Published: Tue, October 02, 2018
Worldwide | By Angelina Lucas

American scientist shares Nobel Prize for work in laser physics

American scientist shares Nobel Prize for work in laser physics

This year's Nobel Prize for Physics is to be shared by three scientists for their groundbreaking work on lasers.

Strickland's award was the first Nobel Prize in physics to go to a woman since 1963, when it was won by Maria Goeppert-Mayer; the only other woman to win for physics was Marie Curie in 1903.

Askkin will receive half of the 9 million krona ($1.01 million) Nobel Prize award, and Mourou and Strickland will share the other half. When Göran Hansson, who announced the prize and is the secretary general of the Royal Swedish Academy of Sciences, reached him by phone and asked if he could speak to reporters, Ashkin said he was too busy with his latest paper. Ashkin, who worked at Bell Labs in New Jersey, gets the other half.

In 2008, she was named a fellow of the Optical Society of America for her pioneering work in the field of ultrafast laser and optical science. Strickland, 59, is now a professor at the University of Waterloo in Canada.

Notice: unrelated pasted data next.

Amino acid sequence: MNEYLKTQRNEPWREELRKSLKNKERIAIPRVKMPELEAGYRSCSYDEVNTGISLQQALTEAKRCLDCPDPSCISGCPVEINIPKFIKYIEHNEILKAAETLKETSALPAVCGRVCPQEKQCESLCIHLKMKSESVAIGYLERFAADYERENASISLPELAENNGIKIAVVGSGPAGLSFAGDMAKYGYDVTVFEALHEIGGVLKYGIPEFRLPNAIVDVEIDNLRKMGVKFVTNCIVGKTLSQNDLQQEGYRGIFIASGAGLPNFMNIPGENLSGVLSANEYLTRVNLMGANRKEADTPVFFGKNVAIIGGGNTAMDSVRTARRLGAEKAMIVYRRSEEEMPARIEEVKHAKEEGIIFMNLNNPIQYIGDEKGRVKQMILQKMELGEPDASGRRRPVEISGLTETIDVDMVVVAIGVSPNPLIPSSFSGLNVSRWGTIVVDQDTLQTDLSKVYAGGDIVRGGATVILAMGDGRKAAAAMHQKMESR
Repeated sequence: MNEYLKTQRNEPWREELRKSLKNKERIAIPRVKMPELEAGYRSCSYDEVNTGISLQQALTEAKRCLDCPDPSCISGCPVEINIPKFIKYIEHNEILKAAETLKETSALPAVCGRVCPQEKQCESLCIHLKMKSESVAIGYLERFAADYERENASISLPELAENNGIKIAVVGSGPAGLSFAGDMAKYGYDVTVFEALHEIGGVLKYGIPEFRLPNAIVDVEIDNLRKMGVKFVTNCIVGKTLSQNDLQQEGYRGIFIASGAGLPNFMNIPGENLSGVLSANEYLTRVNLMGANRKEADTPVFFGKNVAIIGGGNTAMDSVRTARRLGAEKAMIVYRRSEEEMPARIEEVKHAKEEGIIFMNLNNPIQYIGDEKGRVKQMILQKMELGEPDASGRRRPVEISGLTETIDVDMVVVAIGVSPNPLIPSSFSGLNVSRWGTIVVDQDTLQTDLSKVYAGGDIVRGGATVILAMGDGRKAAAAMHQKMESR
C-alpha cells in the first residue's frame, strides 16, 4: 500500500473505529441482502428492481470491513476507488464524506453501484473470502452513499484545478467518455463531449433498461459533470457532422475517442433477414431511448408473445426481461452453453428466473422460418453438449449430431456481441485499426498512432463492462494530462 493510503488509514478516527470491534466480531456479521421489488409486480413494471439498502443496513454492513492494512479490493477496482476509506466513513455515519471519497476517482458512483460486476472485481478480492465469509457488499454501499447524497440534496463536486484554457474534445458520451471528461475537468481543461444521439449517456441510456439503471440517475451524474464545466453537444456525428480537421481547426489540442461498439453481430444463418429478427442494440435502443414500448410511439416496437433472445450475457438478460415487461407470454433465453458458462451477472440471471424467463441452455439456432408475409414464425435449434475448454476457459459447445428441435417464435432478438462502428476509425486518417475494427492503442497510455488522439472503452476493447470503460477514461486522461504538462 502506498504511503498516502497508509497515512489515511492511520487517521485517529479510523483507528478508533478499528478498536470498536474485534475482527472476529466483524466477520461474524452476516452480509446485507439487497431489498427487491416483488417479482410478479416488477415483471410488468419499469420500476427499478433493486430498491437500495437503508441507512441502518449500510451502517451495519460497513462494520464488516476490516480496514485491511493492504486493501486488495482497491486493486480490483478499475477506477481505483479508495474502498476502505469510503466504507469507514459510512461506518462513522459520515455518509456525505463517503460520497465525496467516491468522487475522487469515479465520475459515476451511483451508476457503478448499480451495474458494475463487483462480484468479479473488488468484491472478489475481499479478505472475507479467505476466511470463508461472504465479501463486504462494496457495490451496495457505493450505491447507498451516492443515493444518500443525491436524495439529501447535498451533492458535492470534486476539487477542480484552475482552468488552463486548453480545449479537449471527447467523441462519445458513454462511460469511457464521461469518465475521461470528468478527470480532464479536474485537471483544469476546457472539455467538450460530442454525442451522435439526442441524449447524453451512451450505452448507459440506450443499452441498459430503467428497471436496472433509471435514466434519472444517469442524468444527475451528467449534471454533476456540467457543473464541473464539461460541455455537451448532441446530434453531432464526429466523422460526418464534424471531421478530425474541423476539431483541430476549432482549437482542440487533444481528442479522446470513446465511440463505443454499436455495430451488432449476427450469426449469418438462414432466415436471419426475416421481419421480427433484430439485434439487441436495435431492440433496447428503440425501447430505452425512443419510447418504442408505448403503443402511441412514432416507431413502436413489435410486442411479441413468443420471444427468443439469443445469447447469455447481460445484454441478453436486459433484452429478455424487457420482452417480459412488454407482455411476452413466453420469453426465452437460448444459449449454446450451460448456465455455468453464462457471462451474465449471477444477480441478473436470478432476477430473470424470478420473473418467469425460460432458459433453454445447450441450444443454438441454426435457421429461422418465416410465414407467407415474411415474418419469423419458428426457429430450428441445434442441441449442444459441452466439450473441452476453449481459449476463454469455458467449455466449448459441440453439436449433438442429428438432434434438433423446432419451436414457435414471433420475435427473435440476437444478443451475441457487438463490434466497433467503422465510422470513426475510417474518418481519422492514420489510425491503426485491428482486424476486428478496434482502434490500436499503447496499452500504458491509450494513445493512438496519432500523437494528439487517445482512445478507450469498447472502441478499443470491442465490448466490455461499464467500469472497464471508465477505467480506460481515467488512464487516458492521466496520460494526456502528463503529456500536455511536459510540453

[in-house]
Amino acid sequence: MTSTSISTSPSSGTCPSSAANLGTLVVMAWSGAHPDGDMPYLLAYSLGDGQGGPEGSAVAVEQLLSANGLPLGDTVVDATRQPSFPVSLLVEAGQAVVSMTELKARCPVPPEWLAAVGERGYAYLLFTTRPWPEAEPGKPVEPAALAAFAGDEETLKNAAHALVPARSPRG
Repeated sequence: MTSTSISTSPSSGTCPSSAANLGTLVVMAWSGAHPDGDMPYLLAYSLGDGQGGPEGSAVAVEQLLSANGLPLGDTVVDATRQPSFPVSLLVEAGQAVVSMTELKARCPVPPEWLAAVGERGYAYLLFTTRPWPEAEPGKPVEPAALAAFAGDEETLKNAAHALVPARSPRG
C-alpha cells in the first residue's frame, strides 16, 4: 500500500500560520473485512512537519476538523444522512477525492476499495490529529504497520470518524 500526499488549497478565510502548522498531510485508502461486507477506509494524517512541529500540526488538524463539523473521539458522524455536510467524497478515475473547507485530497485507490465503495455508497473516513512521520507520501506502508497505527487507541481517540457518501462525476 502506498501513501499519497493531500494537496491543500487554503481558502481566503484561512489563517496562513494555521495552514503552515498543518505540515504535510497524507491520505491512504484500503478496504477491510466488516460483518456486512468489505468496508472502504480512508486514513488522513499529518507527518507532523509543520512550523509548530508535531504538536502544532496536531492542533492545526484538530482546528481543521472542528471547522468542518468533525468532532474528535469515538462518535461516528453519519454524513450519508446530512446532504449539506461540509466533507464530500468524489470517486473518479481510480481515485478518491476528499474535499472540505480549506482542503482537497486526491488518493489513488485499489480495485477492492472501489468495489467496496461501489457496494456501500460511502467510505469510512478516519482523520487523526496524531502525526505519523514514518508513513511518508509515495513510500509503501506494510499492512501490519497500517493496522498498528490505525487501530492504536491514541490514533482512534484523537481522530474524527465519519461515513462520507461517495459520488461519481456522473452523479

The Guelph-born Strickland, who is in her 50s, is an associate professor at Waterloo.

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The Nobel was divided between two major innovations in laser technology. The particles turned out to be bacteria that, when they approached the laser beam, were caught in the light trap. "I thought there might have been more but I couldn't think", said the physicist during the ceremony.

With CPA, Mourou and Strickland shattered this wall, sparking a trend that allowed lasers to, on average, double in intensity twice per decade. After magnifying its power, the beam was re-compressed, creating a short but highly energetic burst of laser light.

Around the same time, Mourou and Strickland were working together at the University of Rochester to overcome a problem that had dogged laser research for decades: High intense laser beams tended to destroy the material used to amplify them.

These innovations in light give researchers access to manipulate and study interactions that are too tiny or too fast for conventional methods. "The laser is truly one of the many examples of how a so-called blue sky discovery in a fundamental science eventually may transform our daily lives". Ashkin's optical tweezers enable scientists to cut, move, contain and inspect particles like strands of DNA and individual cell organelles.

"The inventions being honoured this year have revolutionised laser physics".

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